Once home, Peter goes inside, and the Chameleon raids the fridge, and ponders about what he should do about the old lady in the back of the car. The next morning, Peter informs "his Aunt" about his detention from the day before, and that they both have to go into school and talk to the Principal about it, to which the Chameleon reluctantly agrees (in order to remain under cover to continue avoid being captured).
May/Chameleon drags Peter into the Principal's office and listens to the charges against Peter that he was "acting out" and May/Chameleon is dumfounded, as s/he has spent the past several hours with Peter s/he realizes that he couldn't possibly do what he was accused of doing because he is "A wuss." May/Chameleon then goes on to state that if Peter is acting out against someone, that person or persons probably deserved it, and that the Principal should just leave Peter alone.
Whereupon, May/Chameleon ends the interview and pulls Peter from the room. As they charge down the hallway, they once again pass Flash and his cronies (who choose to taunt Peter once again) May/Chameleon turns on them, and warns them off Peter as well. Then s/he leaves the building. Later on, after School Peter heads for home and, as he approaches his house, he finds it surrounded by cops. Changing into costume, he sneaks into the basement only to find May tied up in the cellar. Only when Spidey unties her, she shouts for help, thinking that he is her kidnapper. This brings - of all people to the aid - the Chameleon who is still dressed up as May, who beans Spidey with the aforementioned flowerpot.
Now both May Parkers set their sights on Spidey, as May advances on Spidey with a rolling pin while May/Chameleon comes after him with a fireplace poker. Not knowing who is who, and unwilling to hit either, Spidey starts to run from both "women" who begin to chase him through the house. It is only when May expresses concern over her missing nephew and May/Chameleon indicates that she couldn't care less about "the insufferable little brat" that May suddenly turns on her "sister" and smacks her with the rolling pin.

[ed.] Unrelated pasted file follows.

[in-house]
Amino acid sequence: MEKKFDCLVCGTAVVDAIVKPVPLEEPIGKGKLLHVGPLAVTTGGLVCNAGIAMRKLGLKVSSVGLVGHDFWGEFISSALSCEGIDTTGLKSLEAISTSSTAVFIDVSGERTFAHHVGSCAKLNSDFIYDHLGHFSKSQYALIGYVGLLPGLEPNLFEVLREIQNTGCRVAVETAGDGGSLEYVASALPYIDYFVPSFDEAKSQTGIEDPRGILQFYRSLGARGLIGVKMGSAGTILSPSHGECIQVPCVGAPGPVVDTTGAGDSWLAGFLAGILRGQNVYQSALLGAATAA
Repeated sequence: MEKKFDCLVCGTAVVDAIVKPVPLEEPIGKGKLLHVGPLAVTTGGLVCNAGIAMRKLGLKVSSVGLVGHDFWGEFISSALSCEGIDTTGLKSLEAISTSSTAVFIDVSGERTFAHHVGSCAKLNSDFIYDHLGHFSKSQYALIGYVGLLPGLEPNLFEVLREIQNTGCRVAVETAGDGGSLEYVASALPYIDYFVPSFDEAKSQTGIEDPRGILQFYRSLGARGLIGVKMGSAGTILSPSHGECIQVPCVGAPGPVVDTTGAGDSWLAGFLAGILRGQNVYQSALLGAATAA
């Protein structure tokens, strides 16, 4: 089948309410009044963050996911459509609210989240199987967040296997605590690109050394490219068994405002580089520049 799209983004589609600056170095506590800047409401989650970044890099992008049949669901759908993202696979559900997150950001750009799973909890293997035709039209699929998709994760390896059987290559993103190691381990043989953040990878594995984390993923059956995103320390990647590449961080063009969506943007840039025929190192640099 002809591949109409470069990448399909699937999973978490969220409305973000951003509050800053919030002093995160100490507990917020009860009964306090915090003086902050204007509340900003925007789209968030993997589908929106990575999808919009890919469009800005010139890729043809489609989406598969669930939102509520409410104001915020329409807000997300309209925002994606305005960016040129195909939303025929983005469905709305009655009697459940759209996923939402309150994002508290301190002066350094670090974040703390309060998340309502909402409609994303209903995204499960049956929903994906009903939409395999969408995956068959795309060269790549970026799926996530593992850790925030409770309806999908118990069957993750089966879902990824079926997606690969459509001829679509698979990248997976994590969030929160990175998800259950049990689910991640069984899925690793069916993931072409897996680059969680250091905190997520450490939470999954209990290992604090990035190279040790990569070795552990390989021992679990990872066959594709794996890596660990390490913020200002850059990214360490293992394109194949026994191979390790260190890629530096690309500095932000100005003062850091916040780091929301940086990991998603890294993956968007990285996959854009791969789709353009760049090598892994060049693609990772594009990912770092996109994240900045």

Now that his choice is clear, Spidey winds up and delivers a haymaker to May/Chameleon and lays him/her out cold. Removing the Chameleon's "May" mask, Spidey attempts to show May that everything is OK, only May still doesn't want that horrible Spider-Person in her house, and where is her frail nephew. Seeking the better part of valor, Spidey exits stage left just as the cops kick in the front door. Peter follows them in moments later, indicating that the Chameleon had captured him as well and Spidey rescued him as well.
The next day after school, Flash and his posse see Peter exiting school and determine to attack him yet again, only abort their plans when they see May pulling up to pick him up. Not wanting to have yet another run-in with her they choose to back down, leaving May and Peter to drive off in safety.
As usual, we are treated to some truly, classic stuff. If you haven't patched into this series you are really missing some really terrific stuff. Personally, I haven't had this much fun in a Spidey comic in years. Both the dialogue and characterization are so crisp and reminiscent of Spidey's early youth, that you can just feel the presence of Stan in the wings. The art radiates a youthful vibrancy and energy that is unfortunately missing in many of today's comics.
If you are looking for a jumping-on point into the Spidey legend, have a friend (or know a child), to whom you are attempting to introduce to comics via Spidey's wonderful mythos, then this is the series you want to pitch to them. For it is with this series, that Marvel recalls that both casual and new (or young) readers need a place to jump on, and get hooked with the magic that is Marvel comics.
This issue contains a bound-in mini two-sided poster for Neopets The Dark Faerie.